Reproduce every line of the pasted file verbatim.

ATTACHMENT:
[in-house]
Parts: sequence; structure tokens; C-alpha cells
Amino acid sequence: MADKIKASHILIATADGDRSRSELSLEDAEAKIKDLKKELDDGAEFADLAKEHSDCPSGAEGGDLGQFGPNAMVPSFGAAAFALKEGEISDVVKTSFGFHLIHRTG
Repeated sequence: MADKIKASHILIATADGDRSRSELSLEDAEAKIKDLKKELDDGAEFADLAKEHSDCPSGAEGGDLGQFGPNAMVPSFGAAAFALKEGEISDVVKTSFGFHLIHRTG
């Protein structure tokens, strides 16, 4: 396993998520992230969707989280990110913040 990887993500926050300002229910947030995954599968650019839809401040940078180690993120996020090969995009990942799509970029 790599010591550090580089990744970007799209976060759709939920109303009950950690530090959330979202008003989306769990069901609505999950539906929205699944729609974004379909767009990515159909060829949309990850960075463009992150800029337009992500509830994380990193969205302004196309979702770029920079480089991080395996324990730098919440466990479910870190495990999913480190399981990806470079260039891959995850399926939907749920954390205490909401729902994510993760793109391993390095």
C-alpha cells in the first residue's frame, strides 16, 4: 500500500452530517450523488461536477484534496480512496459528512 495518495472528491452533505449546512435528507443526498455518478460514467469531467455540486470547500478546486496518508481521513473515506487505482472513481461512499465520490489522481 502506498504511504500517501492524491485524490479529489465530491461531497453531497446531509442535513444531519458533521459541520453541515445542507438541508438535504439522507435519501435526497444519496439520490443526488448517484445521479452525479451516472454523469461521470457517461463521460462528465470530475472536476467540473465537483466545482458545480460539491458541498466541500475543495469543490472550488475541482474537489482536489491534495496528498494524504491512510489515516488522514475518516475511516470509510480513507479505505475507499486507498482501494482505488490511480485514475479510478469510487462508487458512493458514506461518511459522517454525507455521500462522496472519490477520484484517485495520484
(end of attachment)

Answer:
[in-house]
Parts: sequence; structure tokens; C-alpha cells
Amino acid sequence: MADKIKASHILIATADGDRSRSELSLEDAEAKIKDLKKELDDGAEFADLAKEHSDCPSGAEGGDLGQFGPNAMVPSFGAAAFALKEGEISDVVKTSFGFHLIHRTG
Repeated sequence: MADKIKASHILIATADGDRSRSELSLEDAEAKIKDLKKELDDGAEFADLAKEHSDCPSGAEGGDLGQFGPNAMVPSFGAAAFALKEGEISDVVKTSFGFHLIHRTG
């Protein structure tokens, strides 16, 4: 396993998520992230969707989280990110913040 990887993500926050300002229910947030995954599968650019839809401040940078180690993120996020090969995009990942799509970029 790599010591550090580089990744970007799209976060759709939920109303009950950690530090959330979202008003989306769990069901609505999950539906929205699944729609974004379909767009990515159909060829949309990850960075463009992150800029337009992500509830994380990193969205302004196309979702770029920079480089991080395996324990730098919440466990479910870190495990999913480190399981990806470079260039891959995850399926939907749920954390205490909401729902994510993760793109391993390095």
C-alpha cells in the first residue's frame, strides 16, 4: 500500500452530517450523488461536477484534496480512496459528512 495518495472528491452533505449546512435528507443526498455518478460514467469531467455540486470547500478546486496518508481521513473515506487505482472513481461512499465520490489522481 502506498504511504500517501492524491485524490479529489465530491461531497453531497446531509442535513444531519458533521459541520453541515445542507438541508438535504439522507435519501435526497444519496439520490443526488448517484445521479452525479451516472454523469461521470457517461463521460462528465470530475472536476467540473465537483466545482458545480460539491458541498466541500475543495469543490472550488475541482474537489482536489491534495496528498494524504491512510489515516488522514475518516475511516470509510480513507479505505475507499486507498482501494482505488490511480485514475479510478469510487462508487458512493458514506461518511459522517454525507455521500462522496472519490477520484484517485495520484